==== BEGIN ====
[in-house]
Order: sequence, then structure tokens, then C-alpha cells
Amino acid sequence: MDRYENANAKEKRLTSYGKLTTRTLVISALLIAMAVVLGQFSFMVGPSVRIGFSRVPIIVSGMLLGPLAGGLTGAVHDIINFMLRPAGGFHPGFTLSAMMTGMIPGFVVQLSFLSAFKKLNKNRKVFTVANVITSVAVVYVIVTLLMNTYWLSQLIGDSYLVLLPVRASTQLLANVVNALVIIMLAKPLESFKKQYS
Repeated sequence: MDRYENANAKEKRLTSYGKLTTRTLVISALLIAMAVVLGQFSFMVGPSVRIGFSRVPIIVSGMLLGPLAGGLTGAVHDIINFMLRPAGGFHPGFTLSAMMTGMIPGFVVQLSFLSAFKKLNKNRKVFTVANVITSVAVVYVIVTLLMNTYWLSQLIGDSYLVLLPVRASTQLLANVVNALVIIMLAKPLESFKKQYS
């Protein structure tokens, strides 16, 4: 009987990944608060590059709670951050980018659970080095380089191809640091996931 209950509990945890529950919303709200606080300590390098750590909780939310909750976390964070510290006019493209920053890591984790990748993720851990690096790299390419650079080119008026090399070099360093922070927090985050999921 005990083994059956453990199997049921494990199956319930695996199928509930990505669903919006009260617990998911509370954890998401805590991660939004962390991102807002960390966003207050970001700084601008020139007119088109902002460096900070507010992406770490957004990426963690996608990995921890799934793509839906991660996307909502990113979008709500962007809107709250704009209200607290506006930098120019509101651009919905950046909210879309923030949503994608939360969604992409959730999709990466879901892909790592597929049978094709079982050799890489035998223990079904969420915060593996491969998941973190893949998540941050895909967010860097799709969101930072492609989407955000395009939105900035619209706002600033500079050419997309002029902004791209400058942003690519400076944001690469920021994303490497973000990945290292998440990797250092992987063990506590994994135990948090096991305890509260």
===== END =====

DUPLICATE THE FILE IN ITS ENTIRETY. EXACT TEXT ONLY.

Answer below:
[in-house]
Order: sequence, then structure tokens, then C-alpha cells
Amino acid sequence: MDRYENANAKEKRLTSYGKLTTRTLVISALLIAMAVVLGQFSFMVGPSVRIGFSRVPIIVSGMLLGPLAGGLTGAVHDIINFMLRPAGGFHPGFTLSAMMTGMIPGFVVQLSFLSAFKKLNKNRKVFTVANVITSVAVVYVIVTLLMNTYWLSQLIGDSYLVLLPVRASTQLLANVVNALVIIMLAKPLESFKKQYS
Repeated sequence: MDRYENANAKEKRLTSYGKLTTRTLVISALLIAMAVVLGQFSFMVGPSVRIGFSRVPIIVSGMLLGPLAGGLTGAVHDIINFMLRPAGGFHPGFTLSAMMTGMIPGFVVQLSFLSAFKKLNKNRKVFTVANVITSVAVVYVIVTLLMNTYWLSQLIGDSYLVLLPVRASTQLLANVVNALVIIMLAKPLESFKKQYS
């Protein structure tokens, strides 16, 4: 009987990944608060590059709670951050980018659970080095380089191809640091996931 209950509990945890529950919303709200606080300590390098750590909780939310909750976390964070510290006019493209920053890591984790990748993720851990690096790299390419650079080119008026090399070099360093922070927090985050999921 005990083994059956453990199997049921494990199956319930695996199928509930990505669903919006009260617990998911509370954890998401805590991660939004962390991102807002960390966003207050970001700084601008020139007119088109902002460096900070507010992406770490957004990426963690996608990995921890799934793509839906991660996307909502990113979008709500962007809107709250704009209200607290506006930098120019509101651009919905950046909210879309923030949503994608939360969604992409959730999709990466879901892909790592597929049978094709079982050799890489035998223990079904969420915060593996491969998941973190893949998540941050895909967010860097799709969101930072492609989407955000395009939105900035619209706002600033500079050419997309002029902004791209400058942003690519400076944001690469920021994303490497973000990945290292998440990797250092992987063990506590994994135990948090096991305890509260």